In awarding compensation for damages, the guiding principle in accordance with the UAE Civil Code (Federal Law No 5 of 1985) is that compensation should be equal to the harm suffered. Damages are the remedy that is used to restore the victim to the position they were in prior to the harm suffered. Direct damages, loss of profit, loss of opportunity, consequential damages and moral damages are the types of damages recognized under UAE law. 

Article 389 of the Civil Code provides that: 

“The criterion for the entitlement of an aggrieved party to compensation is that the damage should have been suffered as a direct result of the default, and that it has already happened or will occur in the future. Potential damage that is not ascertained will definitely happen in the future is not the subject of mandatory compensation unless it has in fact happened.” 

In order to receive compensation under the Civil Code, a patient or victim of medical malpractice would need to establish that the healthcare professional or physician was at fault in some way (article 282 Civil Code).  

When assessing damages, the court will look into the harm and damage suffered by the patient, the healthcare professional’s actions or inactions and the causal link between the two. 

Article 292 of the Civil Code provides that:

“In all cases the compensation shall be assessed on the basis the amount of harm suffered by the victim, together with loss of profit, provided that  is a natural result of the harmful act.”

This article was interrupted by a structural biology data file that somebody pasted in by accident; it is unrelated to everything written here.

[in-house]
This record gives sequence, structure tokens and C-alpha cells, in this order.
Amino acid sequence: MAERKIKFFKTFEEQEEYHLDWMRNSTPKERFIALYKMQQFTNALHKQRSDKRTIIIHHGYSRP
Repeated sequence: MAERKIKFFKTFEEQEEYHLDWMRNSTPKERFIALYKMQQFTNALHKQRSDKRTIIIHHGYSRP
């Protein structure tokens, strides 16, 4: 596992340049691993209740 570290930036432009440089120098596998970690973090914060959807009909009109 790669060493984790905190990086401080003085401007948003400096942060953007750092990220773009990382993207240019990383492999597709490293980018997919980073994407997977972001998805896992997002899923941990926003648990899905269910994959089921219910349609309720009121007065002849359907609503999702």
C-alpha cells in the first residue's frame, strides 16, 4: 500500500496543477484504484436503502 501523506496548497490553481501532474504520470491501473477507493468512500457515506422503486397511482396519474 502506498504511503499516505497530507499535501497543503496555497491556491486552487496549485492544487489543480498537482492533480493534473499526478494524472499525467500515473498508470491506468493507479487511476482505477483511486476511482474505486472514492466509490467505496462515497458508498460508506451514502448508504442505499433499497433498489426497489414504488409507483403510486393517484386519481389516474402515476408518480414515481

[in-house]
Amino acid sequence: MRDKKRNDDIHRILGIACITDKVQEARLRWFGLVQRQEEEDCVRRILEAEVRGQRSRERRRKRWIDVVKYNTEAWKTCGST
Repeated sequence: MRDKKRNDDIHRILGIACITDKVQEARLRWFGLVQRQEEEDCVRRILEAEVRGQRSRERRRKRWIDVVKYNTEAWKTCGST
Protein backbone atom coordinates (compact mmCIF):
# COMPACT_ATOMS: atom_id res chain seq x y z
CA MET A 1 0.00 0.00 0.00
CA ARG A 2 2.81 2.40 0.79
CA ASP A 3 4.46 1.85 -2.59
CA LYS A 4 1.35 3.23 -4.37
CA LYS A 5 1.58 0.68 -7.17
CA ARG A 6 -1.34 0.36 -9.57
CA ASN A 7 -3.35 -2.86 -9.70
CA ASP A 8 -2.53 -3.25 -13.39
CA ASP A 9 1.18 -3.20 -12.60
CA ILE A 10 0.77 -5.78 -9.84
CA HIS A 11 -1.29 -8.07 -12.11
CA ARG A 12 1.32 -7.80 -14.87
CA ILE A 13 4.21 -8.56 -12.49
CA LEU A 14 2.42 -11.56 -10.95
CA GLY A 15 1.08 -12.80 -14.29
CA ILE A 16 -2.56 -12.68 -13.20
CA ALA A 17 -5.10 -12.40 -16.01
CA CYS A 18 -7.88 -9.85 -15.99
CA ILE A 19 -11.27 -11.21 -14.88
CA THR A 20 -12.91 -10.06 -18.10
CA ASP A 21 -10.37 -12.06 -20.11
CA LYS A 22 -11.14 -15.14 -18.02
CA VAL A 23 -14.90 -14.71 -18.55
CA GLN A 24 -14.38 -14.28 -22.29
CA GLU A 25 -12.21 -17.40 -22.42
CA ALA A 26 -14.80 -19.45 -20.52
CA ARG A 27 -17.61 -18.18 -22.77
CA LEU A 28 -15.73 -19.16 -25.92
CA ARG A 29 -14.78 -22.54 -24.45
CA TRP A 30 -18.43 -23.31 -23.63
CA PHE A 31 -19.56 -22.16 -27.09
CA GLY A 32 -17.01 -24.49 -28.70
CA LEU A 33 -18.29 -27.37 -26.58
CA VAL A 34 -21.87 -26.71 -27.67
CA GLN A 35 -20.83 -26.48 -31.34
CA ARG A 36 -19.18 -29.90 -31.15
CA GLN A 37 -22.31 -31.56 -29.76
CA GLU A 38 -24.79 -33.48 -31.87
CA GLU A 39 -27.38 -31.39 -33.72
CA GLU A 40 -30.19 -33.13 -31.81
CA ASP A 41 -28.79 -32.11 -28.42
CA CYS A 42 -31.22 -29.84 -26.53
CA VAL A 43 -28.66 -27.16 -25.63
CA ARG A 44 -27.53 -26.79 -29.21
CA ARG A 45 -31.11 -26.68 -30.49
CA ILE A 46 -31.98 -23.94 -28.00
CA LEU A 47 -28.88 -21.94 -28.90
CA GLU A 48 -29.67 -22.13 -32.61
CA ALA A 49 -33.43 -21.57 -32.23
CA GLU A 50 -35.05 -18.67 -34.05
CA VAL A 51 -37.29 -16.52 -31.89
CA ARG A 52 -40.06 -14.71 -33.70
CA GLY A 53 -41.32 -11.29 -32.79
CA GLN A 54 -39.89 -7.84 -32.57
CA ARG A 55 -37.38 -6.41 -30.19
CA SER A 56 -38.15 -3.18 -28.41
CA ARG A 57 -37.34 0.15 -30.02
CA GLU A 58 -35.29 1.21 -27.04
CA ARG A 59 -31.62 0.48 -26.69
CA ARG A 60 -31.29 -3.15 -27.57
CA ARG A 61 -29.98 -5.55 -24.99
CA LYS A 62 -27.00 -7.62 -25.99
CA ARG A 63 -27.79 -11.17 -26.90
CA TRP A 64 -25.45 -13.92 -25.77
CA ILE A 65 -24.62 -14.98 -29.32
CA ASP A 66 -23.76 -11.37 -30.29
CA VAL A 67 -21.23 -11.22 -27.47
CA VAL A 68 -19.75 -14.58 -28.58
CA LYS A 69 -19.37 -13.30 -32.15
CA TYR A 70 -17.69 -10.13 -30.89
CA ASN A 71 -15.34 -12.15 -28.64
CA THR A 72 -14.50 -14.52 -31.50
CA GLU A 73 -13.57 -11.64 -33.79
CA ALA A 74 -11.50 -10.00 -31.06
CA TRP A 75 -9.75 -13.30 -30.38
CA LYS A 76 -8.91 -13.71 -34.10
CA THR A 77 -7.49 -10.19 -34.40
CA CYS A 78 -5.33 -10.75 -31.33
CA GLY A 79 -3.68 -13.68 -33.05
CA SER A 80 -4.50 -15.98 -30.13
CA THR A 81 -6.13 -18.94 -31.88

Case Study 

Al Tamimi & Company recently represented a hospital in a case which demonstrates different opinions of medical experts and how the court rendered its decision based on two contradictory reports from medical expert committees in Dubai.


A patient was admitted to a hospital in Dubai (the “Hospital” or “Second Defendant”) in May 2009 suffering from symptoms arising out of a disorder in his digestive system. The case had been diagnosed through primary examinations (a colonoscopy), the results of which confirmed the presence of a carcinogenic tumor in the patient’s colon which required immediate surgery.  

The Treating Surgeon (First Defendant) explained the nature of the surgery that needed to be performed on the patient, which would entail removing the left part of the colon (a left hemolectomy) and the approval of the patient was obtained for conducting the surgical procedure. 

The first surgery was conducted in mid May 2009 and the patient was released from the intensive care unit the following day as his condition was stable. However, after four days the patient’s condition started to worsen as he began to suffer from symptoms of intestinal and bowel obstruction that necessitated another surgical intervention. Again, the surgeon obtained the patient’s approval for the second surgical procedure and on conducting a colostomy. The second surgical procedure was accordingly conducted five days following the first procedure.